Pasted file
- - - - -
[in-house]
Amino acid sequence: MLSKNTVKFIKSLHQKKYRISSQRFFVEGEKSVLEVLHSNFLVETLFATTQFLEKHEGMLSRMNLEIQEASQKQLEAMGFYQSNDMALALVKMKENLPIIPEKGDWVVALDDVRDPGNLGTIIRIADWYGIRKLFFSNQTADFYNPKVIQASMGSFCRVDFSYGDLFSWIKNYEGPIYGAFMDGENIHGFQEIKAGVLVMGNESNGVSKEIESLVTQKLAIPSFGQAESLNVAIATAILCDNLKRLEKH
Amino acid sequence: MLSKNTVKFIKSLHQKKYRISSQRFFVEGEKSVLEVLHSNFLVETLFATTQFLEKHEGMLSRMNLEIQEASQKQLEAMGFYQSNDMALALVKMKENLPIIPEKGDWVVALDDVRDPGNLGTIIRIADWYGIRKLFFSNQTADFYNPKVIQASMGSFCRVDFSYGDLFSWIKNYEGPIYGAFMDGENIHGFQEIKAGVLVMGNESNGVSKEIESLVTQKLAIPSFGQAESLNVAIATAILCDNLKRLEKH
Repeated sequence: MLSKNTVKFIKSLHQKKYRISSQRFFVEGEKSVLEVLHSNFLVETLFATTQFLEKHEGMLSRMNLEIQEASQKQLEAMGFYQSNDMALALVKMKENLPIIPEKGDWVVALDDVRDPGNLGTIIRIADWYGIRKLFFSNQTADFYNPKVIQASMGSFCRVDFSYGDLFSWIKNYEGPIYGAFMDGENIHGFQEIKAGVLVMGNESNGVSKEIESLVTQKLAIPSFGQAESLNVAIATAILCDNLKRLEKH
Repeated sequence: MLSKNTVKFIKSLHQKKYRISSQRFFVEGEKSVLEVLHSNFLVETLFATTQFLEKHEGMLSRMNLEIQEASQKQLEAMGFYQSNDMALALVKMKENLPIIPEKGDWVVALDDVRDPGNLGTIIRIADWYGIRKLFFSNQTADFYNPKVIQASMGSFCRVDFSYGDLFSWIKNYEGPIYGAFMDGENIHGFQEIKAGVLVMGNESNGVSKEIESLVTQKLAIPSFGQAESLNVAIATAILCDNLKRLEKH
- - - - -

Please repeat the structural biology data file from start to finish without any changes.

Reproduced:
[in-house]
Amino acid sequence: MLSKNTVKFIKSLHQKKYRISSQRFFVEGEKSVLEVLHSNFLVETLFATTQFLEKHEGMLSRMNLEIQEASQKQLEAMGFYQSNDMALALVKMKENLPIIPEKGDWVVALDDVRDPGNLGTIIRIADWYGIRKLFFSNQTADFYNPKVIQASMGSFCRVDFSYGDLFSWIKNYEGPIYGAFMDGENIHGFQEIKAGVLVMGNESNGVSKEIESLVTQKLAIPSFGQAESLNVAIATAILCDNLKRLEKH
Amino acid sequence: MLSKNTVKFIKSLHQKKYRISSQRFFVEGEKSVLEVLHSNFLVETLFATTQFLEKHEGMLSRMNLEIQEASQKQLEAMGFYQSNDMALALVKMKENLPIIPEKGDWVVALDDVRDPGNLGTIIRIADWYGIRKLFFSNQTADFYNPKVIQASMGSFCRVDFSYGDLFSWIKNYEGPIYGAFMDGENIHGFQEIKAGVLVMGNESNGVSKEIESLVTQKLAIPSFGQAESLNVAIATAILCDNLKRLEKH
Repeated sequence: MLSKNTVKFIKSLHQKKYRISSQRFFVEGEKSVLEVLHSNFLVETLFATTQFLEKHEGMLSRMNLEIQEASQKQLEAMGFYQSNDMALALVKMKENLPIIPEKGDWVVALDDVRDPGNLGTIIRIADWYGIRKLFFSNQTADFYNPKVIQASMGSFCRVDFSYGDLFSWIKNYEGPIYGAFMDGENIHGFQEIKAGVLVMGNESNGVSKEIESLVTQKLAIPSFGQAESLNVAIATAILCDNLKRLEKH
Repeated sequence: MLSKNTVKFIKSLHQKKYRISSQRFFVEGEKSVLEVLHSNFLVETLFATTQFLEKHEGMLSRMNLEIQEASQKQLEAMGFYQSNDMALALVKMKENLPIIPEKGDWVVALDDVRDPGNLGTIIRIADWYGIRKLFFSNQTADFYNPKVIQASMGSFCRVDFSYGDLFSWIKNYEGPIYGAFMDGENIHGFQEIKAGVLVMGNESNGVSKEIESLVTQKLAIPSFGQAESLNVAIATAILCDNLKRLEKH